Archive for March, 2006

Shopworn But Not Forgotten

March 23, 2006

I love it when a cliché gets twisted up and acquires fresh life. I’ve come across this “remix” before, but it never fails to bring a smile: “Give a man a fire, and he’ll be warm for a night. Set a man on fire, and he’ll be warm for the rest of his life.” It’s obviously tongue-in-cheek and I couldn’t find its originator anywhere online though it shows up extensively.

Moving On Up

March 23, 2006

Slashdot is abuzz about the story that Go Daddy has moved to Windows from Linux. The comments range from frothy to dismissive. The latter is the appropriate response because the move was only for parked domains. Go Daddy still offers up Linux hosting of all stripes and many of our applications run in Linux environments. These parked domain pages have *zero* customer interaction.

Nothing to see here, move along.

[UPDATE: Oh yeah, the good news to come from this is that Quick Blog got a nod in the press release. Okay, so it’s not a huge mention but no other application got so recognized.]

[The views expressed on this website/weblog are mine alone and do not necessarily reflect the views of Go Daddy Software, Inc.]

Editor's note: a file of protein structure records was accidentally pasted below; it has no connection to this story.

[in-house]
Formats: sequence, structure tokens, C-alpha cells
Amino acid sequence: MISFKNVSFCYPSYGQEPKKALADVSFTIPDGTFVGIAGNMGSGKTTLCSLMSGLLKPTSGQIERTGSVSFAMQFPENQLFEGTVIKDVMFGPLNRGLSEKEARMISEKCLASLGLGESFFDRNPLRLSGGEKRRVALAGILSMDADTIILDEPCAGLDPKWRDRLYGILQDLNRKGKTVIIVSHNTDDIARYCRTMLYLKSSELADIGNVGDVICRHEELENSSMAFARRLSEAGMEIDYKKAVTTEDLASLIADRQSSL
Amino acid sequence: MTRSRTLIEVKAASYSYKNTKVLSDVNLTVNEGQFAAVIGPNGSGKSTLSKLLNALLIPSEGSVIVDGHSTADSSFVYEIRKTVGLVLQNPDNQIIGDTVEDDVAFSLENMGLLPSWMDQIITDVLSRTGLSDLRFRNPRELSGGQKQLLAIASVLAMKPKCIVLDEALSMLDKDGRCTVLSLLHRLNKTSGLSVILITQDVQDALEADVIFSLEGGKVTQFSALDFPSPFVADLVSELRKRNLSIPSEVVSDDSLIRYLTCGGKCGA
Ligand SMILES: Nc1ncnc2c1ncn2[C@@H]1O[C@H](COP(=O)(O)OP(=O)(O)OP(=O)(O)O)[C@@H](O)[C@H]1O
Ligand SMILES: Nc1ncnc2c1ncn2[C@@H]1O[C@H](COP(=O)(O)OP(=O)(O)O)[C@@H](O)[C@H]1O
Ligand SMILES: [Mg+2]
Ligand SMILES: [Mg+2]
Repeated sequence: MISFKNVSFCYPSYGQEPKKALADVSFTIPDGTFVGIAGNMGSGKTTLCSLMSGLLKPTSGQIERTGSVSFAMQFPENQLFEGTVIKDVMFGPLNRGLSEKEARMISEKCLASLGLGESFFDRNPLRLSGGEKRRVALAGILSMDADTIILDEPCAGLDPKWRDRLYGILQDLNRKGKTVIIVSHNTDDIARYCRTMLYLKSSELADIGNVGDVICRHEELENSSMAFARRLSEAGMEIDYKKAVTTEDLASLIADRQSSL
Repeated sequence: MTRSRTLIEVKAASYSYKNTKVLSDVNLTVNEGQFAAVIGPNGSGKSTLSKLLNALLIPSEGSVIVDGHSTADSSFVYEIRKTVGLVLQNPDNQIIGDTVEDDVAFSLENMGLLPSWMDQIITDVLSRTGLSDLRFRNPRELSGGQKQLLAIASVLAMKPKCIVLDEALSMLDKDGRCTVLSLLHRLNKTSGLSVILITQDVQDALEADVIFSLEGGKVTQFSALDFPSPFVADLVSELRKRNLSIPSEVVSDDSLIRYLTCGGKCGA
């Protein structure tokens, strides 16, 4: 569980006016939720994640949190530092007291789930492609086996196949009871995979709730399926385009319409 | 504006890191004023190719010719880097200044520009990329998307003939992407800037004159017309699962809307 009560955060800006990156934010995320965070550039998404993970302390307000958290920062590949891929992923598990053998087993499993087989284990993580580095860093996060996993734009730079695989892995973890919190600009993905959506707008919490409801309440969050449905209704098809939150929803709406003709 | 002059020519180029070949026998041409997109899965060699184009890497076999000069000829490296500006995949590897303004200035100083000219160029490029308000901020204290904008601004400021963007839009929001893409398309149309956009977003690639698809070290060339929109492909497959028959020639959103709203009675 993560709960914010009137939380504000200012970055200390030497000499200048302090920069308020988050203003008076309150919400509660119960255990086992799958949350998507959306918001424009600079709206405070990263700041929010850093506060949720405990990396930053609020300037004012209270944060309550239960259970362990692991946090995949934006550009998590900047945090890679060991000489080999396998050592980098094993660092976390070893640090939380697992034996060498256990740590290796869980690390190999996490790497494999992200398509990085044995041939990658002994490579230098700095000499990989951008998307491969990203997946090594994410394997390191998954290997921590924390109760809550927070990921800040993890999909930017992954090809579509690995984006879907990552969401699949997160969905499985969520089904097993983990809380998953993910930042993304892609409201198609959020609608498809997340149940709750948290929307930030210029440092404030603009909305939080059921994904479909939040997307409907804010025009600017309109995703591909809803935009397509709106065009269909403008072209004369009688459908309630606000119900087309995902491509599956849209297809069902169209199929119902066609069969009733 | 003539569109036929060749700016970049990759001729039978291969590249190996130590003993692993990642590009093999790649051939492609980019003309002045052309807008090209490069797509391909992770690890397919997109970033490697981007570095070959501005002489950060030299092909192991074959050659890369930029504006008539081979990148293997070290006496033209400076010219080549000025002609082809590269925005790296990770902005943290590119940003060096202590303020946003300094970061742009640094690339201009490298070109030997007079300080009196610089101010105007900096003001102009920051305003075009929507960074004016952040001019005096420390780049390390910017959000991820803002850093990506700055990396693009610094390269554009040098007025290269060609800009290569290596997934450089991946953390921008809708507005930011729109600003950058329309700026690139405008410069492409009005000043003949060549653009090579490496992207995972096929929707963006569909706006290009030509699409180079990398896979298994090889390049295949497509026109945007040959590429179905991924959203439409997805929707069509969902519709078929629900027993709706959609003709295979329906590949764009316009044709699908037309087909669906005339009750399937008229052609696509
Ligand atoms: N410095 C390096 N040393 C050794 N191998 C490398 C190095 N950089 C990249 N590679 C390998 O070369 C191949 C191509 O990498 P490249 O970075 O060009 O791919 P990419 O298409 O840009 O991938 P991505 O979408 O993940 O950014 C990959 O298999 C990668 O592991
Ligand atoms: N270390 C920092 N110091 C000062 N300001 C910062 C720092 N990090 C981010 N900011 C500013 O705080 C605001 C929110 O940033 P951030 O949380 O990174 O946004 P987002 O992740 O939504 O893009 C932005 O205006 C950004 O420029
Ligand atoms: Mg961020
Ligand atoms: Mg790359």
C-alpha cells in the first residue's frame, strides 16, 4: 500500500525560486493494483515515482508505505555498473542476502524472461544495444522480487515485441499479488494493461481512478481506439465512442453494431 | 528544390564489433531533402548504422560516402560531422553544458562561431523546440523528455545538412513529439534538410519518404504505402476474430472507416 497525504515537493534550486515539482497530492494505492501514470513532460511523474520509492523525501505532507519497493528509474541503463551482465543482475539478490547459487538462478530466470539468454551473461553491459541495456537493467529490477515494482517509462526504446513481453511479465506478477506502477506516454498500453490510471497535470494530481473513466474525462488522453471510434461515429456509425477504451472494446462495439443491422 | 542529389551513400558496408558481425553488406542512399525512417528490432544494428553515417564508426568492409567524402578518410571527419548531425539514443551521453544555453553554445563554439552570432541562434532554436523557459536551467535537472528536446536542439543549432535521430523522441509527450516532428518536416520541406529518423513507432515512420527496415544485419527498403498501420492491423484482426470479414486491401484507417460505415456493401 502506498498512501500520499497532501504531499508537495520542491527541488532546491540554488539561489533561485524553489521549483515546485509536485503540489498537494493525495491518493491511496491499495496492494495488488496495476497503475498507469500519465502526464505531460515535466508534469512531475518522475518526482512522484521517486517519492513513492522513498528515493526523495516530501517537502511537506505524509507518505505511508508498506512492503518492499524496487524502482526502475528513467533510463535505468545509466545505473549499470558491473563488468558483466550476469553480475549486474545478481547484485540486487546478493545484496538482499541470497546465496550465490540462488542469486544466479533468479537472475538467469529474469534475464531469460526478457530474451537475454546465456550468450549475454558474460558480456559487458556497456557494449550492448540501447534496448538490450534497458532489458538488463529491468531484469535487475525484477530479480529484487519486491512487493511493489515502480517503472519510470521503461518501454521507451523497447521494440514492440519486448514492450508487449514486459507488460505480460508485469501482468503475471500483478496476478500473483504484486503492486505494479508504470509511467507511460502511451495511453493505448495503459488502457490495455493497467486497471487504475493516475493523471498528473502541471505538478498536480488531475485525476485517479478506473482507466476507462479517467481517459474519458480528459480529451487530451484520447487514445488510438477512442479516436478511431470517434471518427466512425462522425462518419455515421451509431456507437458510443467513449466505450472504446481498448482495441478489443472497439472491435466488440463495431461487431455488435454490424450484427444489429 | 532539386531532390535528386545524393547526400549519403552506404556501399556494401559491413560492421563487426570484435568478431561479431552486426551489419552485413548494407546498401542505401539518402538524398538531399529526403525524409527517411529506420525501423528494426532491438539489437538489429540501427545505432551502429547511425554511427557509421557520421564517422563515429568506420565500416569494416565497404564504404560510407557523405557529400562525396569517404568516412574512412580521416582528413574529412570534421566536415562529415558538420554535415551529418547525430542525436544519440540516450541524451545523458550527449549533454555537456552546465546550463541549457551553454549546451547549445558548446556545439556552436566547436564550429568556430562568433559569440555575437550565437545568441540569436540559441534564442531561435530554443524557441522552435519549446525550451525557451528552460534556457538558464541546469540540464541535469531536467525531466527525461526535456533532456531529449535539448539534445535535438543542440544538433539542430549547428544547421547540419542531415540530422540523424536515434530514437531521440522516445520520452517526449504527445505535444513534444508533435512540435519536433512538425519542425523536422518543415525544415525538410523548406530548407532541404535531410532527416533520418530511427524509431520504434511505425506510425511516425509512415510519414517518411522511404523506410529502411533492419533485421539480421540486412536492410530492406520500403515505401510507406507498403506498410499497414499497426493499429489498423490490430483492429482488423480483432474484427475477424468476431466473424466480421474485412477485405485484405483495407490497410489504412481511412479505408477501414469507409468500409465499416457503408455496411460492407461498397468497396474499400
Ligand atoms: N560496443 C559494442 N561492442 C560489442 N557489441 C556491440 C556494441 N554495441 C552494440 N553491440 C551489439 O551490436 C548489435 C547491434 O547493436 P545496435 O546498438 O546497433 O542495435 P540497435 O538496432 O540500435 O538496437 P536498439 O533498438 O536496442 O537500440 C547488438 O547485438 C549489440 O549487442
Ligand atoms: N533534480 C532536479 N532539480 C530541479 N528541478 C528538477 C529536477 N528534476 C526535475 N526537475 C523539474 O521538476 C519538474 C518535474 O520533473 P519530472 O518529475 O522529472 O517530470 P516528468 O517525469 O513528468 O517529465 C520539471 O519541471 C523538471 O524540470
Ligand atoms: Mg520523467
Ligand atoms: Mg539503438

Slow as Government

March 22, 2006

What?! Windows Vista is delayed again? This time past the invaluable Christmas buying spree? The hell you say! It just can’t be because XP was released in October 2001 and no major operating system developer would go 5½ years between releases, would they?

Gender Chores

March 22, 2006

This post from FoldedSpace.com about how men and women view chores differently is spot on. That’s me and Sandi to a T.

[UPDATE (3/23/2006): Scott Adams weighs in with another gender difference spotting.]

Ultracool

March 21, 2006

I just spoke to my friend Mike Finkel last night and he told me that he’s deeply involved with the ultramobile PC initiative at Intel. How cool is that!

Stormin’

March 21, 2006

This web application called Spark is awfully close to a cool brainstorming application I developed at my last job. It was one of those flash in the pan ideas that occurred to me while I was sitting there deploying a new version of the online banking system. It was about 2 in the morning while I was waiting on our slow-as-molasses Data Processing team to bring the mainframe back up when inspiration hit.